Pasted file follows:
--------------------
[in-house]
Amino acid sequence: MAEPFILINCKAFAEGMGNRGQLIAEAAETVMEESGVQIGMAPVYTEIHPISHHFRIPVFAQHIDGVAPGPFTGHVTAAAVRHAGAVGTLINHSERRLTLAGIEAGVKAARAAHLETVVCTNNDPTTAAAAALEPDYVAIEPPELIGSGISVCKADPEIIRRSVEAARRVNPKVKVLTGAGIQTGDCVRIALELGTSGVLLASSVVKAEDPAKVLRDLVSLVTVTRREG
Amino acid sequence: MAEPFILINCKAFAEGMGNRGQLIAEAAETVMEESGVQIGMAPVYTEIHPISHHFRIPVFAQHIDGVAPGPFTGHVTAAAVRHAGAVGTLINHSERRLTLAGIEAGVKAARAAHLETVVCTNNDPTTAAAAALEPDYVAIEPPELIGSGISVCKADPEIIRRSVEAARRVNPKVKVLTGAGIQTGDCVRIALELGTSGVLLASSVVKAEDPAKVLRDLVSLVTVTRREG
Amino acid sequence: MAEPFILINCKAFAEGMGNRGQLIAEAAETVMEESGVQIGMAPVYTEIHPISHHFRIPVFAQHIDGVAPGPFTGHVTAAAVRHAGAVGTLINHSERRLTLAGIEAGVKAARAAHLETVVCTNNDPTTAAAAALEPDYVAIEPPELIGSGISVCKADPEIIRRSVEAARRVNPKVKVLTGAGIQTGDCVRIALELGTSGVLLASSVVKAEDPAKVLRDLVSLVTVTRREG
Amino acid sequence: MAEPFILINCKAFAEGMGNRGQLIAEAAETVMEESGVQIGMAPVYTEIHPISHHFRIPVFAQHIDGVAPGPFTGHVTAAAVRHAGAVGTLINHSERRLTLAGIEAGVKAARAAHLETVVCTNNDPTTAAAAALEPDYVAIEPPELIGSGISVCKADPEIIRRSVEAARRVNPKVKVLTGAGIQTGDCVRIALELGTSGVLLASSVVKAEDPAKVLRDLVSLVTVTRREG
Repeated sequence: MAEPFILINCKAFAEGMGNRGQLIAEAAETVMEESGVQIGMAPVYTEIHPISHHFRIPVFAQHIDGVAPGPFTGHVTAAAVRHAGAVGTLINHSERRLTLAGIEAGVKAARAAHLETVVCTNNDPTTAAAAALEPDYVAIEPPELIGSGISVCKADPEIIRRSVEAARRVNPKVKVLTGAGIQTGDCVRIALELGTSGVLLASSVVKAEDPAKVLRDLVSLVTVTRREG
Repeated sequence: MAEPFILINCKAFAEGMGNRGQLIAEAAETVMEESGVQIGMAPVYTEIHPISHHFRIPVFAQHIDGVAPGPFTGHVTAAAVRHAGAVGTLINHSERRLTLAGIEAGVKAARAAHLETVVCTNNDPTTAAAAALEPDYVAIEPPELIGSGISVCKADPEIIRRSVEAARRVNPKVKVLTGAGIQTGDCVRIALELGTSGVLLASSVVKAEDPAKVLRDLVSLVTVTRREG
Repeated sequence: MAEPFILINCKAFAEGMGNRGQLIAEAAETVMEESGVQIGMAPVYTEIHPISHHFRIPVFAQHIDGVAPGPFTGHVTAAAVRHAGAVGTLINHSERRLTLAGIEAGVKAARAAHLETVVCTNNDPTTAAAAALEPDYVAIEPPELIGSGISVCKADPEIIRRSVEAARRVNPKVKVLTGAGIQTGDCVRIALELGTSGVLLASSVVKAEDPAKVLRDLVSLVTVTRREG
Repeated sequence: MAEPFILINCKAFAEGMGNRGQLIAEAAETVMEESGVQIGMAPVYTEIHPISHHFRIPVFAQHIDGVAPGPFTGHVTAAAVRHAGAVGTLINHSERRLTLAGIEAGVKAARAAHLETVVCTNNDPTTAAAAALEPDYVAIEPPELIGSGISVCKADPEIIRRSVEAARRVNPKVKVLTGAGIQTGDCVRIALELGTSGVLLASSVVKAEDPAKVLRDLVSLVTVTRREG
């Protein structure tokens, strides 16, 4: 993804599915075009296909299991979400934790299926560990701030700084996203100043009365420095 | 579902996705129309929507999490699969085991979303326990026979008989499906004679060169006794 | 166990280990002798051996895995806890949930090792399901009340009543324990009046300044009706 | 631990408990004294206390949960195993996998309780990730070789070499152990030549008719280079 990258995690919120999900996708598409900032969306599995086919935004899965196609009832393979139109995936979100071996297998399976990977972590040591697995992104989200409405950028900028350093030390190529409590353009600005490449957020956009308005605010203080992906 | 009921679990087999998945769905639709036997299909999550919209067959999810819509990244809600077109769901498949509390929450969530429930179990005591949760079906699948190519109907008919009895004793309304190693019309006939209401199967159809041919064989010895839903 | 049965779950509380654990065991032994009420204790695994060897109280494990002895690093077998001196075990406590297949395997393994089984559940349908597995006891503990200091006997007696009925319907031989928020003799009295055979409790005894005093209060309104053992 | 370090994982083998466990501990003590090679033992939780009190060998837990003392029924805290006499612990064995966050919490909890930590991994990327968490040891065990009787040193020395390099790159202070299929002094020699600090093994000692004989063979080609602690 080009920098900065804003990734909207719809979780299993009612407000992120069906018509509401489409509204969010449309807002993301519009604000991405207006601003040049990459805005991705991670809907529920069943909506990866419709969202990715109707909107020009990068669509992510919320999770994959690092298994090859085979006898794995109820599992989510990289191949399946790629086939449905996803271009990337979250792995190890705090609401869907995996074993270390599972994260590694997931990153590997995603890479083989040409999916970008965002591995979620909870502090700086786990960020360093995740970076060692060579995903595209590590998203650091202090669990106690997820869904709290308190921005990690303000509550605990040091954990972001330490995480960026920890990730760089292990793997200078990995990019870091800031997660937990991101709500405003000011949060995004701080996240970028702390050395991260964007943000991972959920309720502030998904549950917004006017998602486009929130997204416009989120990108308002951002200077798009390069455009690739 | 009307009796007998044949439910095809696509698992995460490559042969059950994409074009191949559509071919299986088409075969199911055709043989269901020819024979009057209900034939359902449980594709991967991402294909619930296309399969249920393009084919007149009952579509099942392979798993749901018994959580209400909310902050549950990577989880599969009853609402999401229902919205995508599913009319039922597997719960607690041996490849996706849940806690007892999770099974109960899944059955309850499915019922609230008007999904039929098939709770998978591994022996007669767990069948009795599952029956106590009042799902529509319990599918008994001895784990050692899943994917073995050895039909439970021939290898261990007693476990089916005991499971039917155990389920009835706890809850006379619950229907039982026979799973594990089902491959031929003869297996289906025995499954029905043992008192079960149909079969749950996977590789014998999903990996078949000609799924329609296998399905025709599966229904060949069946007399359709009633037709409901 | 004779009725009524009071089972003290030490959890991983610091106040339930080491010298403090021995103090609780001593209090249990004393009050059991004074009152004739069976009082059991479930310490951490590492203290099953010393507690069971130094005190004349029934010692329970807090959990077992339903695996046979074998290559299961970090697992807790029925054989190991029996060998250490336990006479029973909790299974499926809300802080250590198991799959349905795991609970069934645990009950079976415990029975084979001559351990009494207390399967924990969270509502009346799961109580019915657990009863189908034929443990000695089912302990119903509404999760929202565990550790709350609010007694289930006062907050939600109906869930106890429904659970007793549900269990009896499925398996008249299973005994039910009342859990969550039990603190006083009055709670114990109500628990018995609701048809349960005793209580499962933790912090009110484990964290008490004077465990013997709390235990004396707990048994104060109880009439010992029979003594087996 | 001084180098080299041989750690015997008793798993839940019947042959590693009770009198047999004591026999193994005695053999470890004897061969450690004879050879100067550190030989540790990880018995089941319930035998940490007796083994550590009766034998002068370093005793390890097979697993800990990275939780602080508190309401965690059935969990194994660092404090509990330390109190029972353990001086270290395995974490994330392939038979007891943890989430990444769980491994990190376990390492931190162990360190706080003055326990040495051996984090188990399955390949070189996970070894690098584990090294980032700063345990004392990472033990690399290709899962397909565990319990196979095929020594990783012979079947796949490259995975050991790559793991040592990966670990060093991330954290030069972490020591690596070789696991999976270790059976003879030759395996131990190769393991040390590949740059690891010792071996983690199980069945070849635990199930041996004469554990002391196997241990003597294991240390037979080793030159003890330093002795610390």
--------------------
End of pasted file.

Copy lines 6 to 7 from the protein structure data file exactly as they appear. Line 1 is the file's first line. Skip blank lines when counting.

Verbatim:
Repeated sequence: MAEPFILINCKAFAEGMGNRGQLIAEAAETVMEESGVQIGMAPVYTEIHPISHHFRIPVFAQHIDGVAPGPFTGHVTAAAVRHAGAVGTLINHSERRLTLAGIEAGVKAARAAHLETVVCTNNDPTTAAAAALEPDYVAIEPPELIGSGISVCKADPEIIRRSVEAARRVNPKVKVLTGAGIQTGDCVRIALELGTSGVLLASSVVKAEDPAKVLRDLVSLVTVTRREG
Repeated sequence: MAEPFILINCKAFAEGMGNRGQLIAEAAETVMEESGVQIGMAPVYTEIHPISHHFRIPVFAQHIDGVAPGPFTGHVTAAAVRHAGAVGTLINHSERRLTLAGIEAGVKAARAAHLETVVCTNNDPTTAAAAALEPDYVAIEPPELIGSGISVCKADPEIIRRSVEAARRVNPKVKVLTGAGIQTGDCVRIALELGTSGVLLASSVVKAEDPAKVLRDLVSLVTVTRREG